United States v. Reyes-Hurtado

2007 | Cited 0 times | Seventh Circuit | February 1, 2007


To be cited only in accordance with Fed. R. App. P. 32.1

Submitted February 1, 2007

Before Hon. RICHARD A. POSNER, Circuit Judge, Hon. JOEL M. FLAUM, Circuit Judge, Hon. DANIEL A. MANION, Circuit Judge.


Jose Reyes-Hurtado pleaded guilty to being in the United States without permission after his removal to Mexico on two separate occasions following convictions for sale of a controlled substance and robbery, respectively, both aggravated felonies. See 8 U.S.C. § 1326(a). The district court calculated a guidelines range of 70 to 87 months' imprisonment, and sentenced Reyes-Hurtado to 72 months. Reyes-Hurtado appeals, but his appointed attorney moves to withdraw under Anders v. California, 386 U.S. 738 (1967), because he cannot discern any non-frivolous grounds for appeal. We invited Reyes-Hurtado to respond to counsel's motion, see Cir. R. 51(b), but he has not done so. Our review is limited to the points discussed in counsel's facially adequate brief. See United States v. Schuh, 289 F.3d 968, 973--74 (7th Cir. 2002).

Counsel identifies four possible grounds for appeal. First, counsel has considered whether Reyes-Hurtado could argue that his guilty plea was not knowing and voluntary and therefore should be set aside. But, as counsel notes, Reyes-Hurtado does not wish to have his plea vacated, and thus we need not consider this potential argument. See United States v. Knox, 287 F.3d 667, 671 (7th Cir. 2002).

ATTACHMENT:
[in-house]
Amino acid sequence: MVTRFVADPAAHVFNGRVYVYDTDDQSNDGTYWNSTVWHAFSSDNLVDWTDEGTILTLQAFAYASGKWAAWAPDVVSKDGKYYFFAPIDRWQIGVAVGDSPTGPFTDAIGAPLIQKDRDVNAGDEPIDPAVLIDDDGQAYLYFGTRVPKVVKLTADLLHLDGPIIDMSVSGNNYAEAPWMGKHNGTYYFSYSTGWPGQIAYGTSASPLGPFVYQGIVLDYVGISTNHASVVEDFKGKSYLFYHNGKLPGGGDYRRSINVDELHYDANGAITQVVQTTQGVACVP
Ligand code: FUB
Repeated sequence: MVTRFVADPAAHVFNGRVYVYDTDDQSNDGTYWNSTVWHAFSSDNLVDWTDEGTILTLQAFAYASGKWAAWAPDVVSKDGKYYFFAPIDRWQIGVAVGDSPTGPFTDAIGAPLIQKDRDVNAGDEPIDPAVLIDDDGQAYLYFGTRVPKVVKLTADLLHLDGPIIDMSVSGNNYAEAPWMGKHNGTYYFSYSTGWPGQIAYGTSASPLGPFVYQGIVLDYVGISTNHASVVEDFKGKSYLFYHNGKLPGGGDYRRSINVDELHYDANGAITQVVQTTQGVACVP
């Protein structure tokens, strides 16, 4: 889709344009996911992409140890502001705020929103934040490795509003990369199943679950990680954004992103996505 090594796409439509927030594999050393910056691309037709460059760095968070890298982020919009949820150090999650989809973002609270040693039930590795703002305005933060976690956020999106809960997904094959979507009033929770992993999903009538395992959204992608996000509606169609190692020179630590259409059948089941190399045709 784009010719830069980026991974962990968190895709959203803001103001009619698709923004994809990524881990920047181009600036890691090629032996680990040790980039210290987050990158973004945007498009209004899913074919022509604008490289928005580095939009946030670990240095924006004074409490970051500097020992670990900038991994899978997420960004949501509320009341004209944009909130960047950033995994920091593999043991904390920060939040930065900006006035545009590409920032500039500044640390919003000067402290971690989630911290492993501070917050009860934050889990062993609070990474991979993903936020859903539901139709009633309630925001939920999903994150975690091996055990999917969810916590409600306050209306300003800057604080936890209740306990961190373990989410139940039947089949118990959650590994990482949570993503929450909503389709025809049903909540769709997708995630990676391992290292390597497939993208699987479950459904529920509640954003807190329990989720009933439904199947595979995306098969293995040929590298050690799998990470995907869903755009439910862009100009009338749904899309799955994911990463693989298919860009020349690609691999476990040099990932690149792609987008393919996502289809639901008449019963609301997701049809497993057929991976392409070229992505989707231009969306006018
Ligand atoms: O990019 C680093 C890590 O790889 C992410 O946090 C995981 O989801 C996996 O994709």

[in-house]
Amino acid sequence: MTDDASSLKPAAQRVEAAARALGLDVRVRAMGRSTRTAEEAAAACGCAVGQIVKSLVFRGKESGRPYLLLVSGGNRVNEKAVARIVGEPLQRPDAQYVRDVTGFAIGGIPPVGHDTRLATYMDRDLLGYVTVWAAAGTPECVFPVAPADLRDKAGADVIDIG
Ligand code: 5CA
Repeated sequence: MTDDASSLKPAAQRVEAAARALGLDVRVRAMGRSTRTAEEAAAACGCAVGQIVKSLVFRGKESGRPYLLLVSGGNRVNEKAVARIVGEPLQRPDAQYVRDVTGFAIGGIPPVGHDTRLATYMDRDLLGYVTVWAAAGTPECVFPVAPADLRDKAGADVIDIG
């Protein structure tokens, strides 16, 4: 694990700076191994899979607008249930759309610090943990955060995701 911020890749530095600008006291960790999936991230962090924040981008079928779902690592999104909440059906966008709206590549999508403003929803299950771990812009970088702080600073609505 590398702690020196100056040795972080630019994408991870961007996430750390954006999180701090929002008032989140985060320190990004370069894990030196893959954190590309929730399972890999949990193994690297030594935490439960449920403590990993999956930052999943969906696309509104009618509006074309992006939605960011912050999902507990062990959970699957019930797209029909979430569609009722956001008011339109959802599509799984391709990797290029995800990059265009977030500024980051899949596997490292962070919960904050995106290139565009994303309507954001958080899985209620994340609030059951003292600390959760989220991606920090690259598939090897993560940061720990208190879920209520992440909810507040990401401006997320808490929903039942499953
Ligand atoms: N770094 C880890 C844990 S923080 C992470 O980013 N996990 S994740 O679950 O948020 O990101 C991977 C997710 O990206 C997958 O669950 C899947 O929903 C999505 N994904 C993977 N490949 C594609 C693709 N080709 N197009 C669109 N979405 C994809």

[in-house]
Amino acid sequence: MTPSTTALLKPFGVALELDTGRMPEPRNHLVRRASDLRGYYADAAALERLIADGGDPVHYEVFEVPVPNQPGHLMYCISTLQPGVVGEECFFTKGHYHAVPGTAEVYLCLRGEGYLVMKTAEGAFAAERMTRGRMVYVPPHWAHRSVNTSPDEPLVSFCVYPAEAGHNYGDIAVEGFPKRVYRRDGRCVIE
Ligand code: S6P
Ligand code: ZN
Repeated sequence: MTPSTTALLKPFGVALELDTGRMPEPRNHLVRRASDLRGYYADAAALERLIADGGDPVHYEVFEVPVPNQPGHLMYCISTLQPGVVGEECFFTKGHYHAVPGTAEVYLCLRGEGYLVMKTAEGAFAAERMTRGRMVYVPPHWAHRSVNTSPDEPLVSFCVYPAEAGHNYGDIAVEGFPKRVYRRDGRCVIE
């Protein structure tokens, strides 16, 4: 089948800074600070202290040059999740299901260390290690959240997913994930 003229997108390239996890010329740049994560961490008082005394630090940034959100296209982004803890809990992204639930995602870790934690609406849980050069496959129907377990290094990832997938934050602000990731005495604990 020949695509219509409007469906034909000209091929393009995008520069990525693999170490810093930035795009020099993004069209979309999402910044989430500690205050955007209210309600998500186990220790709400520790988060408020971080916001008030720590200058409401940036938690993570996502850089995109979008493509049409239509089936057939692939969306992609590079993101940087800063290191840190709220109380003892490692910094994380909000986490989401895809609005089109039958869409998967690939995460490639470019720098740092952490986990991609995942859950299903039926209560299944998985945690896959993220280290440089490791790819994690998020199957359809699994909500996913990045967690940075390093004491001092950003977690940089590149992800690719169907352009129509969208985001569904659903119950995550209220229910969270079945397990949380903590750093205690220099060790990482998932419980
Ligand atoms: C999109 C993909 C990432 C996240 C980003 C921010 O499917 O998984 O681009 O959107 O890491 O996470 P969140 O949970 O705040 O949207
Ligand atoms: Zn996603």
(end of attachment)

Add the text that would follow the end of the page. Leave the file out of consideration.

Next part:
Counsel next considers whether Reyes-Hurtado might argue that the district court erred in finding that he was mentally competent to understand the nature of the proceedings and assist counsel in his defense. We agree with counsel that this argument would be frivolous. The district court's determination that ReyesHurtado was competent could not be set aside unless it is clearly erroneous. United States v. Jones, 87 F.3d 954, 955 (7th Cir. 1996). A defendant is competent if he possesses both a "sufficient present ability to consult with his lawyer with a reasonable degree of rational understanding" and a "rational as well as factual understanding of the proceedings against him." Dusky v. United States, 362 U.S. 402, 402 (1960); see Woods v. McBride, 430 F.3d 813, 817 (7th Cir. 2005). Early in the proceedings, the court ordered a psychological examination, after which a psychiatrist and psychologist diagnosed Reyes-Hurtado with alcohol dependence, adjustment disorder with depressed mood, and adult antisocial behavior, but concluded that primarily he was malingering and was competent to stand trial. The court had the opportunity to observe Reyes-Hurtado and test his capacity to understand the proceedings during the plea colloquy and at sentencing. His behavior and coherent responses to the court's questioning show no indication of a lack of competency. Moreover, counsel for Reyes-Hurtado did not object to the conclusions in the psychological evaluation nor did he request that a competency hearing be held, further supporting the finding that Reyes-Hurtado was competent. See United States v. Downs, 123 F.3d 637, 641 (7th Cir. 1997) (counsel's silence provides substantial evidence of competence because counsel is in position to assess defendant's ability to understand and assist in the proceedings).